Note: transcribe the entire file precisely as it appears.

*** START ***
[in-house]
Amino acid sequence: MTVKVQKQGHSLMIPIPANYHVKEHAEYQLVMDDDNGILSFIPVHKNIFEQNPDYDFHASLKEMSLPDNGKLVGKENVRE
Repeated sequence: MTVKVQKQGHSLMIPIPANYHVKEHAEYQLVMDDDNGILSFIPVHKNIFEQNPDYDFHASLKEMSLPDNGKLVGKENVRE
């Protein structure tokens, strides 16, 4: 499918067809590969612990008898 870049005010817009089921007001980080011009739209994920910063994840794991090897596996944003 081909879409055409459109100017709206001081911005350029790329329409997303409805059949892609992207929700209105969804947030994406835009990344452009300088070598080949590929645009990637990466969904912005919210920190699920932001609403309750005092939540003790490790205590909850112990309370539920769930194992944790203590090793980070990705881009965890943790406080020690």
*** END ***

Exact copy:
[in-house]
Amino acid sequence: MTVKVQKQGHSLMIPIPANYHVKEHAEYQLVMDDDNGILSFIPVHKNIFEQNPDYDFHASLKEMSLPDNGKLVGKENVRE
Repeated sequence: MTVKVQKQGHSLMIPIPANYHVKEHAEYQLVMDDDNGILSFIPVHKNIFEQNPDYDFHASLKEMSLPDNGKLVGKENVRE
């Protein structure tokens, strides 16, 4: 499918067809590969612990008898 870049005010817009089921007001980080011009739209994920910063994840794991090897596996944003 081909879409055409459109100017709206001081911005350029790329329409997303409805059949892609992207929700209105969804947030994406835009990344452009300088070598080949590929645009990637990466969904912005919210920190699920932001609403309750005092939540003790490790205590909850112990309370539920769930194992944790203590090793980070990705881009965890943790406080020690």